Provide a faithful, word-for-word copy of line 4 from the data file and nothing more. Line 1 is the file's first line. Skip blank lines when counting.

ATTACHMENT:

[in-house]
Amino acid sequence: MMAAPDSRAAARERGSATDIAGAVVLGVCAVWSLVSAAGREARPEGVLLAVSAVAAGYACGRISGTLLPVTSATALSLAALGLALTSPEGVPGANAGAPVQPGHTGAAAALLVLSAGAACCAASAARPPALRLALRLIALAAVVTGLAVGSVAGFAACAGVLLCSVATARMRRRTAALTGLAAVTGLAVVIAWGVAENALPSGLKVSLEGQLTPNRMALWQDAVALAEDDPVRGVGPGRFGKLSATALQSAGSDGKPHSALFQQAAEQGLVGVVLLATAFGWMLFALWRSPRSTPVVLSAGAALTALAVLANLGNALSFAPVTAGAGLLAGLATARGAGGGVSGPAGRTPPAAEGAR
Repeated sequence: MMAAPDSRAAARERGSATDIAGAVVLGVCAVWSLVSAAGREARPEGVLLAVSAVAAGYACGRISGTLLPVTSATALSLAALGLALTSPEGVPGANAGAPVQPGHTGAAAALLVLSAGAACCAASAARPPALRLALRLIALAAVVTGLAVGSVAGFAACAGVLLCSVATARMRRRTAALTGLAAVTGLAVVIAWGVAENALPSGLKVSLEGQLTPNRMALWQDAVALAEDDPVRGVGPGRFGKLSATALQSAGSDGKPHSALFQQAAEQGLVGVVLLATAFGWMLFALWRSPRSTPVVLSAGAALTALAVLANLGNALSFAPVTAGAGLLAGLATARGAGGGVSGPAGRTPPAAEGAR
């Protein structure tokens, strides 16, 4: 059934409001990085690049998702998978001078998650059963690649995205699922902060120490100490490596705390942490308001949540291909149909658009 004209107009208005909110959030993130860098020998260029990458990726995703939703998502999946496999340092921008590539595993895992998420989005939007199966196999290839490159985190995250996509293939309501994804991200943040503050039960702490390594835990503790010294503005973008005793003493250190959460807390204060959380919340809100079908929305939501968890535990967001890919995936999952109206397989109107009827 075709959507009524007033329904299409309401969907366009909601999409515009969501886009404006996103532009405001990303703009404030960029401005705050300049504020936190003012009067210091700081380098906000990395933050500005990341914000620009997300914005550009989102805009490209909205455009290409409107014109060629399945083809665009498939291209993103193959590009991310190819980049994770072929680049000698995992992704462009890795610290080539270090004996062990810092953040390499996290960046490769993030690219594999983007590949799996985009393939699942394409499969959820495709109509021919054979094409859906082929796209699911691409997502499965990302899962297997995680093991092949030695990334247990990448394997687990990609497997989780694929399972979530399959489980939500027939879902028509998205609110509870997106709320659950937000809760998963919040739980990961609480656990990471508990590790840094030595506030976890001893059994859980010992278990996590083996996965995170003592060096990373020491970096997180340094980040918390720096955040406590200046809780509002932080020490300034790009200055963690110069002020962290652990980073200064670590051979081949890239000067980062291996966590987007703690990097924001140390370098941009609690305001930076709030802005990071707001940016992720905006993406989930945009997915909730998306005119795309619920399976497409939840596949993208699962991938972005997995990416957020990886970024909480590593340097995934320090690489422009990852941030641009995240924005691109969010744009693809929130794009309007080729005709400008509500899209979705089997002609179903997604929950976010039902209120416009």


């Protein structure tokens, strides 16, 4: 059934409001990085690049998702998978001078998650059963690649995205699922902060120490100490490596705390942490308001949540291909149909658009 004209107009208005909110959030993130860098020998260029990458990726995703939703998502999946496999340092921008590539595993895992998420989005939007199966196999290839490159985190995250996509293939309501994804991200943040503050039960702490390594835990503790010294503005973008005793003493250190959460807390204060959380919340809100079908929305939501968890535990967001890919995936999952109206397989109107009827 075709959507009524007033329904299409309401969907366009909601999409515009969501886009404006996103532009405001990303703009404030960029401005705050300049504020936190003012009067210091700081380098906000990395933050500005990341914000620009997300914005550009989102805009490209909205455009290409409107014109060629399945083809665009498939291209993103193959590009991310190819980049994770072929680049000698995992992704462009890795610290080539270090004996062990810092953040390499996290960046490769993030690219594999983007590949799996985009393939699942394409499969959820495709109509021919054979094409859906082929796209699911691409997502499965990302899962297997995680093991092949030695990334247990990448394997687990990609497997989780694929399972979530399959489980939500027939879902028509998205609110509870997106709320659950937000809760998963919040739980990961609480656990990471508990590790840094030595506030976890001893059994859980010992278990996590083996996965995170003592060096990373020491970096997180340094980040918390720096955040406590200046809780509002932080020490300034790009200055963690110069002020962290652990980073200064670590051979081949890239000067980062291996966590987007703690990097924001140390370098941009609690305001930076709030802005990071707001940016992720905006993406989930945009997915909730998306005119795309619920399976497409939840596949993208699962991938972005997995990416957020990886970024909480590593340097995934320090690489422009990852941030641009995240924005691109969010744009693809929130794009309007080729005709400008509500899209979705089997002609179903997604929950976010039902209120416009």